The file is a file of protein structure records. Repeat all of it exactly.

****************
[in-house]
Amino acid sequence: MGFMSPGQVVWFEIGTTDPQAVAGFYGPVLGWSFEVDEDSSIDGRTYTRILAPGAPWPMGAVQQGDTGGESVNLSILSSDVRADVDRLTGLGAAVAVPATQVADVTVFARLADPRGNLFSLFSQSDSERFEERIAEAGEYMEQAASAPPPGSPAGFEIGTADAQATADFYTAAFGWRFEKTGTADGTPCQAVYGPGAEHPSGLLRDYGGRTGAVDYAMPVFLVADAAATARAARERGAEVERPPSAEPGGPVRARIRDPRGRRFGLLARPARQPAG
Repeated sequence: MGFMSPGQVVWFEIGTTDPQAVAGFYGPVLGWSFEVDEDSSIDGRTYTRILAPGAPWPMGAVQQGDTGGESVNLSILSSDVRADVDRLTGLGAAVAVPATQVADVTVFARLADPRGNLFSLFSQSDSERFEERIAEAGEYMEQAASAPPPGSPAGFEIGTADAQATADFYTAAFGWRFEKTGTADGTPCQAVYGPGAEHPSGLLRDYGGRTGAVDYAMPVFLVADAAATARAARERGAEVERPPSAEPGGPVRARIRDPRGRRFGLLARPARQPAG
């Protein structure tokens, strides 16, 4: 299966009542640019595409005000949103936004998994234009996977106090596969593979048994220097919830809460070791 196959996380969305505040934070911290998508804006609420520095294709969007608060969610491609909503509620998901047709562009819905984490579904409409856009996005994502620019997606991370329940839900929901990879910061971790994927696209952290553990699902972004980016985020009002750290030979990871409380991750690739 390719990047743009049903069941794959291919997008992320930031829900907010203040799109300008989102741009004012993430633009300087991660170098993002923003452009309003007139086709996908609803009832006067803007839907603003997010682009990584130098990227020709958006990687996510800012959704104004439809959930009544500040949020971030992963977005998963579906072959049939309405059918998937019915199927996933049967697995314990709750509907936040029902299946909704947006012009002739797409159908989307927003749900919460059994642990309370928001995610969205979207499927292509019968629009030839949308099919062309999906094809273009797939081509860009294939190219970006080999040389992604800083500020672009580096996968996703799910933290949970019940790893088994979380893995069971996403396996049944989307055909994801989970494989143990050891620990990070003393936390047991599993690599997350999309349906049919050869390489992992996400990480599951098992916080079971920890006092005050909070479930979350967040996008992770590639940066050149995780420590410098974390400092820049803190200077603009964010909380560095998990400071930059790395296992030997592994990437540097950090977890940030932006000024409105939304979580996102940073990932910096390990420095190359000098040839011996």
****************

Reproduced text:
[in-house]
Amino acid sequence: MGFMSPGQVVWFEIGTTDPQAVAGFYGPVLGWSFEVDEDSSIDGRTYTRILAPGAPWPMGAVQQGDTGGESVNLSILSSDVRADVDRLTGLGAAVAVPATQVADVTVFARLADPRGNLFSLFSQSDSERFEERIAEAGEYMEQAASAPPPGSPAGFEIGTADAQATADFYTAAFGWRFEKTGTADGTPCQAVYGPGAEHPSGLLRDYGGRTGAVDYAMPVFLVADAAATARAARERGAEVERPPSAEPGGPVRARIRDPRGRRFGLLARPARQPAG
Repeated sequence: MGFMSPGQVVWFEIGTTDPQAVAGFYGPVLGWSFEVDEDSSIDGRTYTRILAPGAPWPMGAVQQGDTGGESVNLSILSSDVRADVDRLTGLGAAVAVPATQVADVTVFARLADPRGNLFSLFSQSDSERFEERIAEAGEYMEQAASAPPPGSPAGFEIGTADAQATADFYTAAFGWRFEKTGTADGTPCQAVYGPGAEHPSGLLRDYGGRTGAVDYAMPVFLVADAAATARAARERGAEVERPPSAEPGGPVRARIRDPRGRRFGLLARPARQPAG
């Protein structure tokens, strides 16, 4: 299966009542640019595409005000949103936004998994234009996977106090596969593979048994220097919830809460070791 196959996380969305505040934070911290998508804006609420520095294709969007608060969610491609909503509620998901047709562009819905984490579904409409856009996005994502620019997606991370329940839900929901990879910061971790994927696209952290553990699902972004980016985020009002750290030979990871409380991750690739 390719990047743009049903069941794959291919997008992320930031829900907010203040799109300008989102741009004012993430633009300087991660170098993002923003452009309003007139086709996908609803009832006067803007839907603003997010682009990584130098990227020709958006990687996510800012959704104004439809959930009544500040949020971030992963977005998963579906072959049939309405059918998937019915199927996933049967697995314990709750509907936040029902299946909704947006012009002739797409159908989307927003749900919460059994642990309370928001995610969205979207499927292509019968629009030839949308099919062309999906094809273009797939081509860009294939190219970006080999040389992604800083500020672009580096996968996703799910933290949970019940790893088994979380893995069971996403396996049944989307055909994801989970494989143990050891620990990070003393936390047991599993690599997350999309349906049919050869390489992992996400990480599951098992916080079971920890006092005050909070479930979350967040996008992770590639940066050149995780420590410098974390400092820049803190200077603009964010909380560095998990400071930059790395296992030997592994990437540097950090977890940030932006000024409105939304979580996102940073990932910096390990420095190359000098040839011996």